Sunday, March 27, 2011

The wild ride of Phaethon

The tale of Phaethon refusing to listen to his father, Helios, whose arguments against supplanting the Sun would naturally persuade any balanced mind, offers Ovid the opportunity to pull out all the stops. Anyone reading this and not experiencing the vertigo of a very wild roller coaster is missing all the fun. (Hint: If it's not disorienting enough, read it again - it gets more dizzying with each reading).

The story is a literal dis-orientation - a loss of the track of the sun, with lethal consequences.Worth pondering, among much else, is the description of the doors of the sun's palace, and the figures of time, the seasons, that appear to either side of Helios's throne.

More about Helios - according to Homeric Hymn #31, he is the son of Hyperion ("he who goes above") and Thea (seeing) or Euryphaessa (wide-shining):
Sing of glowing Helios whom mild-eyed Euryphaessa, the far-shining one, bare to the Son of Earth and starry Heaven. For Hyperion wedded glorious Euryphaessa, [5] his own sister, who bare him lovely children, rosy-armed Eos and rich-tressed Selene and tireless Helios who is like the deathless gods. As he rides in his chariot, he shines upon men and deathless gods, and piercingly he gazes with his eyes [10] from his golden helmet. Bright rays beam dazzlingly from him, and his bright locks streaming from the temples of his head gracefully enclose his far-seen face: a rich, fine-spun garment glows upon his body and flutters in the wind: and stallions carry him. [15] Then, when he has stayed his golden-yoked chariot and horses, [15a] he rests there upon the highest point of heaven, until he marvelously drives them down again through heaven to Ocean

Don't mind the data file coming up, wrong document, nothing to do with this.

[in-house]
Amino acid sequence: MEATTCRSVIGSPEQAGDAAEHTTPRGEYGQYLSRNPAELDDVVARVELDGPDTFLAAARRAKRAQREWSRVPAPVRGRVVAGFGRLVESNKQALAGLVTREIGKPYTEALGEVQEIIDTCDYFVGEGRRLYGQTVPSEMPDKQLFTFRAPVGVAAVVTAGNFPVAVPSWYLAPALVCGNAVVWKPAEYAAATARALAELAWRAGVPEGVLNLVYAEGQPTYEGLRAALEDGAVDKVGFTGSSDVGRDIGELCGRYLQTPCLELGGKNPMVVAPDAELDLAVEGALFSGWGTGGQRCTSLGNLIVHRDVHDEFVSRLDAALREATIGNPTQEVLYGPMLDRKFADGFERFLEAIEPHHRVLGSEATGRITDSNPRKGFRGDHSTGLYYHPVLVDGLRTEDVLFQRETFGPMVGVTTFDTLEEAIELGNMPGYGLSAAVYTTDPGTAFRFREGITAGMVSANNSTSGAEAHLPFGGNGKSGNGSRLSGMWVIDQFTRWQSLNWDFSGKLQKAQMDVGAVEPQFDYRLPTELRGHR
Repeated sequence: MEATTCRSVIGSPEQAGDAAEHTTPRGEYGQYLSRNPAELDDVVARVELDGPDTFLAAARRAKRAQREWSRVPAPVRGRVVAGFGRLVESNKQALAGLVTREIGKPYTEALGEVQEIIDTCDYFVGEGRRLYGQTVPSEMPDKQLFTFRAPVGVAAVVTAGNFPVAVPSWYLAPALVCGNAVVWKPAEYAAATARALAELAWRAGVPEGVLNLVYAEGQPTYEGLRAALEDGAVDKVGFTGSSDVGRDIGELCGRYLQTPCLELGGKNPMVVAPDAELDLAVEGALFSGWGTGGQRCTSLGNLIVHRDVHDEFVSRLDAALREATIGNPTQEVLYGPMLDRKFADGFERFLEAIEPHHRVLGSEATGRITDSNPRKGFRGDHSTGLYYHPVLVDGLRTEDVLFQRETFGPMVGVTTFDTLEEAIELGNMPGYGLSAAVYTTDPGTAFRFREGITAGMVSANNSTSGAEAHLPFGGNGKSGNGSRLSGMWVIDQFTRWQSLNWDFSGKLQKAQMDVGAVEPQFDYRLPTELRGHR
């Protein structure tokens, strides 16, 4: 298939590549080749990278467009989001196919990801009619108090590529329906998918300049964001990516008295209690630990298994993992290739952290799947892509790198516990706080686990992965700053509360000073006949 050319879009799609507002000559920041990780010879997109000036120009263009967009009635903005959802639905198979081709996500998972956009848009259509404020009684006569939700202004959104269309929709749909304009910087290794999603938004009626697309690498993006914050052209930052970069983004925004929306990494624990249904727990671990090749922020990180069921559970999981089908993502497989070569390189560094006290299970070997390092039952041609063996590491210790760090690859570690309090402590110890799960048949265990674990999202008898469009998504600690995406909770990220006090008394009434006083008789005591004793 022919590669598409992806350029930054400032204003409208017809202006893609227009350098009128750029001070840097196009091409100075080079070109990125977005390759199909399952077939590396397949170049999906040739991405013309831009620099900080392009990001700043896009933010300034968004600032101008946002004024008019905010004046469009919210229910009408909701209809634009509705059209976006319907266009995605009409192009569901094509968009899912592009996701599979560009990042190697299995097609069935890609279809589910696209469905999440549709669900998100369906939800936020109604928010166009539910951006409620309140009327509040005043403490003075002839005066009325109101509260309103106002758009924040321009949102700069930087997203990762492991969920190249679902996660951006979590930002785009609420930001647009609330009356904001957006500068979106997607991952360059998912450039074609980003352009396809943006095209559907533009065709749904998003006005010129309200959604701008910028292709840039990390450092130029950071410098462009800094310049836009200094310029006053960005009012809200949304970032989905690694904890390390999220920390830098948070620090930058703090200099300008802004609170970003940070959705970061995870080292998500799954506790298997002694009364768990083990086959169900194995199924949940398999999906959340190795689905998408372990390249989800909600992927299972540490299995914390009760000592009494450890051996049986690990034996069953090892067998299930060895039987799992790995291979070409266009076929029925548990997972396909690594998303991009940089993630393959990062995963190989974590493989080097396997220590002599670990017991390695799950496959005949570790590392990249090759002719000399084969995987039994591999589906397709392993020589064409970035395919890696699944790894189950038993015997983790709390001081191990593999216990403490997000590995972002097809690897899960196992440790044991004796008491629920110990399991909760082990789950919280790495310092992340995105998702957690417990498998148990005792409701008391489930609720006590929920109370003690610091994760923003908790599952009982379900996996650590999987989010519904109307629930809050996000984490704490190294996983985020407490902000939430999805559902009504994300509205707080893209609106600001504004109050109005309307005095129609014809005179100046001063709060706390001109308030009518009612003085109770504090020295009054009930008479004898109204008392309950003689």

Also: why does the story end in certain changes -- to poplar and amber, for the Heliades, and to a swan, for Cycnus?

A note about Helios and Apollo:

HELIUS EQUATED WITH APOLLON (found here - scroll down quite a bit)

Apollon was identified with the sun-god Helios by a few early Greek poets and philosophers. However, it was really only the Latin poets, such as Ovid, Virgil and Seneca, who truly conflated the gods. Even in poets like Ovid, however, it is worth noting that the sun-god is often titled "Phoebus," but never directly referred to as "Apollo." Further, the same poets who mention Phoebus the sun, often call him "Hyperionides" (the son of Hyperion), and "Titan" (the Titan god) in the same passage. The name "Apollo," on the other hand, is used almost exclusively for non-solar references, i.e. Apollon as the god of music, oracles and poetry.

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